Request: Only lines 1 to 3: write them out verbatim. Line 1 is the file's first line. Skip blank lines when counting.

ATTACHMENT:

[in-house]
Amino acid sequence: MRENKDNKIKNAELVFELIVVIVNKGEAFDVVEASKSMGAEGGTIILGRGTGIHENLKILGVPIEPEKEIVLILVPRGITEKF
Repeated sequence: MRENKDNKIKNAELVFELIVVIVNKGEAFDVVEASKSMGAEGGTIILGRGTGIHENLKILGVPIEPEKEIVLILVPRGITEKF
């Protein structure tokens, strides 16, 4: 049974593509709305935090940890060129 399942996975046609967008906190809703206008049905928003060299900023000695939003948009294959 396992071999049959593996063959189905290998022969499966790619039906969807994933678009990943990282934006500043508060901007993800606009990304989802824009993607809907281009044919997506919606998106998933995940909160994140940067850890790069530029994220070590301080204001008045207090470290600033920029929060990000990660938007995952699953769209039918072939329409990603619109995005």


[in-house]
Amino acid sequence: MRENKDNKIKNAELVFELIVVIVNKGEAFDVVEASKSMGAEGGTIILGRGTGIHENLKILGVPIEPEKEIVLILVPRGITEKF
Repeated sequence: MRENKDNKIKNAELVFELIVVIVNKGEAFDVVEASKSMGAEGGTIILGRGTGIHENLKILGVPIEPEKEIVLILVPRGITEKF